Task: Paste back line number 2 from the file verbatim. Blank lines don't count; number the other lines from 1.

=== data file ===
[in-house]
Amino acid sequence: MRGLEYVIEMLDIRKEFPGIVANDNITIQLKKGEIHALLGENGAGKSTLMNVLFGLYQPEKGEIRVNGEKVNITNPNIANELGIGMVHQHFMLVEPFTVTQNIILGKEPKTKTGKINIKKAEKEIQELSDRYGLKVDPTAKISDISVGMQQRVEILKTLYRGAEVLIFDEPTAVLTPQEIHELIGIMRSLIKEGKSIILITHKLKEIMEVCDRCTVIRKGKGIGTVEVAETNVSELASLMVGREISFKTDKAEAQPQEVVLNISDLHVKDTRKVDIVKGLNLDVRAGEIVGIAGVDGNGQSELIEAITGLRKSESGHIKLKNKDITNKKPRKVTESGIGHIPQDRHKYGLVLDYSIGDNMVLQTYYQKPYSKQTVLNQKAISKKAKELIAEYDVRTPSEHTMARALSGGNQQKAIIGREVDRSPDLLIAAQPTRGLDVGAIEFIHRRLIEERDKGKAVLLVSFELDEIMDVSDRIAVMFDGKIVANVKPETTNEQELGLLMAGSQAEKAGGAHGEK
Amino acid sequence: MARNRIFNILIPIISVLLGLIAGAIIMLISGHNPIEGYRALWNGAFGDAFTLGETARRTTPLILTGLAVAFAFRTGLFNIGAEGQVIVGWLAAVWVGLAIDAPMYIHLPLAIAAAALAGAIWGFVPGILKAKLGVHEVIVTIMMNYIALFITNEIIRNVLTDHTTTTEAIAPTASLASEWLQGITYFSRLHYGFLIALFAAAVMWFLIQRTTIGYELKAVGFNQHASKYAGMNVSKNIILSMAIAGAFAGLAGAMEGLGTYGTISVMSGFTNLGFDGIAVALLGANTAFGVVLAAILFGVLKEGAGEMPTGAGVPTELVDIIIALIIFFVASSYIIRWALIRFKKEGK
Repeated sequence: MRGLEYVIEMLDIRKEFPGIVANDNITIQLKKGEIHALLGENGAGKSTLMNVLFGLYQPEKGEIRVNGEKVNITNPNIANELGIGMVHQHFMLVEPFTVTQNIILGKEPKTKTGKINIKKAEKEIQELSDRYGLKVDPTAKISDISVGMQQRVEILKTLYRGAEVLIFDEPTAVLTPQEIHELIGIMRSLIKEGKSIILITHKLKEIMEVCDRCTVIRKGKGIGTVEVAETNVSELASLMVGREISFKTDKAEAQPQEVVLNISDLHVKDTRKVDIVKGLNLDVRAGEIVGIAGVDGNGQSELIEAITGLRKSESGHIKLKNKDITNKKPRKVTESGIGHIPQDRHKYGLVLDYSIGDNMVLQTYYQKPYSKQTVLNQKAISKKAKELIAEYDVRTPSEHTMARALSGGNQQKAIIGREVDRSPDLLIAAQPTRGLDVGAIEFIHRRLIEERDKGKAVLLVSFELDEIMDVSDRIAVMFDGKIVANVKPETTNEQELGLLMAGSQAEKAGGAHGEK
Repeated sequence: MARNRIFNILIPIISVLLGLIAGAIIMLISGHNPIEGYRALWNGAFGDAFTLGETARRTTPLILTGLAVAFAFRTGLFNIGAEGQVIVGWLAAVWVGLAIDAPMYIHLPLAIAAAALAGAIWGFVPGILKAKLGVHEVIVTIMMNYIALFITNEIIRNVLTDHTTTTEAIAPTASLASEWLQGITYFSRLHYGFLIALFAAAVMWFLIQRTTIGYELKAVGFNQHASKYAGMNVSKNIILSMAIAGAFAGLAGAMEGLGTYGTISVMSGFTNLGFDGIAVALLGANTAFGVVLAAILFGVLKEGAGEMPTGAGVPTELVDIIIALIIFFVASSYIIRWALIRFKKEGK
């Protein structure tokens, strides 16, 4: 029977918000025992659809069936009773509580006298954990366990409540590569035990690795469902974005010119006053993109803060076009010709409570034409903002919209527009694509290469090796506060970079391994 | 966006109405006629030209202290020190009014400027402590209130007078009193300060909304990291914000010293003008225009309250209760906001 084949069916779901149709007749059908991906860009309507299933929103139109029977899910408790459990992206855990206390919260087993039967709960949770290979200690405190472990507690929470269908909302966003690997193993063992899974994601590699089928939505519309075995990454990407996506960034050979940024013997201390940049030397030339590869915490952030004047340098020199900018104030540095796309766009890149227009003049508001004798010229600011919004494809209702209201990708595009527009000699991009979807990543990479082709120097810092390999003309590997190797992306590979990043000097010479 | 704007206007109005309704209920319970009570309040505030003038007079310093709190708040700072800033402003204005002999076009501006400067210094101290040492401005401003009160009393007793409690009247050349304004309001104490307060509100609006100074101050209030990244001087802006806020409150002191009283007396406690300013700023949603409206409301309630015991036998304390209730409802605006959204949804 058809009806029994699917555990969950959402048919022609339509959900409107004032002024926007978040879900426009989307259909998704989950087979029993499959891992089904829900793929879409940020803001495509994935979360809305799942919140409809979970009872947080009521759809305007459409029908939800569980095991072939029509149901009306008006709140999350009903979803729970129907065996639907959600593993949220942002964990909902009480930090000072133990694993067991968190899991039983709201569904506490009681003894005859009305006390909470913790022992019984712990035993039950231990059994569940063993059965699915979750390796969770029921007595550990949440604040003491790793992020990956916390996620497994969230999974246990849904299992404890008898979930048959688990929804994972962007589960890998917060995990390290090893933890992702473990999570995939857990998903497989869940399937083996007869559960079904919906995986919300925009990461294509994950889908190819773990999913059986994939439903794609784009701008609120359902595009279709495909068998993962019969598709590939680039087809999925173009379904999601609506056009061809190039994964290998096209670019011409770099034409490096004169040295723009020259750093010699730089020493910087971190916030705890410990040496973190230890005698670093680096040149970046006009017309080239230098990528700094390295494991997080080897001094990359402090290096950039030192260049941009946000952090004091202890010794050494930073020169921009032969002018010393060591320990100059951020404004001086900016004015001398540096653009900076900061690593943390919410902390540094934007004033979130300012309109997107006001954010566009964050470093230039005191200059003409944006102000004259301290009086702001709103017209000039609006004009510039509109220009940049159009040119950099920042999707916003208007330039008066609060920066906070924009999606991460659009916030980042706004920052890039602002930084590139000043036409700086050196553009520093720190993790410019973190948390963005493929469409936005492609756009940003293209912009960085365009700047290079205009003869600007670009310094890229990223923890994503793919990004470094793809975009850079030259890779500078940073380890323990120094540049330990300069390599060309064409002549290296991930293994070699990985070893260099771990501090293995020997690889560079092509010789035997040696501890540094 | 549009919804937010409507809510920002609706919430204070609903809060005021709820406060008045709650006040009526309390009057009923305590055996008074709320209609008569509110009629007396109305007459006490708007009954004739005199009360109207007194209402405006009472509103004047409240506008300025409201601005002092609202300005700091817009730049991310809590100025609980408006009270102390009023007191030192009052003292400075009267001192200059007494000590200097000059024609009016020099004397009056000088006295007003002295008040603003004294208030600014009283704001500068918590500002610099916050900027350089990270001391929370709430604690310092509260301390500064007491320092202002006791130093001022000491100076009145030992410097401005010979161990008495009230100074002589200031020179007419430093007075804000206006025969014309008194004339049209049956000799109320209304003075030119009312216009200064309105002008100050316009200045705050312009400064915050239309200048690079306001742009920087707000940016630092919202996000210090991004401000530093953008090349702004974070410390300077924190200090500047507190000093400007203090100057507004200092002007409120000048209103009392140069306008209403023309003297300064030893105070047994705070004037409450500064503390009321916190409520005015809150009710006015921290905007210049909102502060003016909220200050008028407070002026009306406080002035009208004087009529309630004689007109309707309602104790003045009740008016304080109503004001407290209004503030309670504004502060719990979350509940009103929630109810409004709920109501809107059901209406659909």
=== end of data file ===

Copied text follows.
Amino acid sequence: MRGLEYVIEMLDIRKEFPGIVANDNITIQLKKGEIHALLGENGAGKSTLMNVLFGLYQPEKGEIRVNGEKVNITNPNIANELGIGMVHQHFMLVEPFTVTQNIILGKEPKTKTGKINIKKAEKEIQELSDRYGLKVDPTAKISDISVGMQQRVEILKTLYRGAEVLIFDEPTAVLTPQEIHELIGIMRSLIKEGKSIILITHKLKEIMEVCDRCTVIRKGKGIGTVEVAETNVSELASLMVGREISFKTDKAEAQPQEVVLNISDLHVKDTRKVDIVKGLNLDVRAGEIVGIAGVDGNGQSELIEAITGLRKSESGHIKLKNKDITNKKPRKVTESGIGHIPQDRHKYGLVLDYSIGDNMVLQTYYQKPYSKQTVLNQKAISKKAKELIAEYDVRTPSEHTMARALSGGNQQKAIIGREVDRSPDLLIAAQPTRGLDVGAIEFIHRRLIEERDKGKAVLLVSFELDEIMDVSDRIAVMFDGKIVANVKPETTNEQELGLLMAGSQAEKAGGAHGEK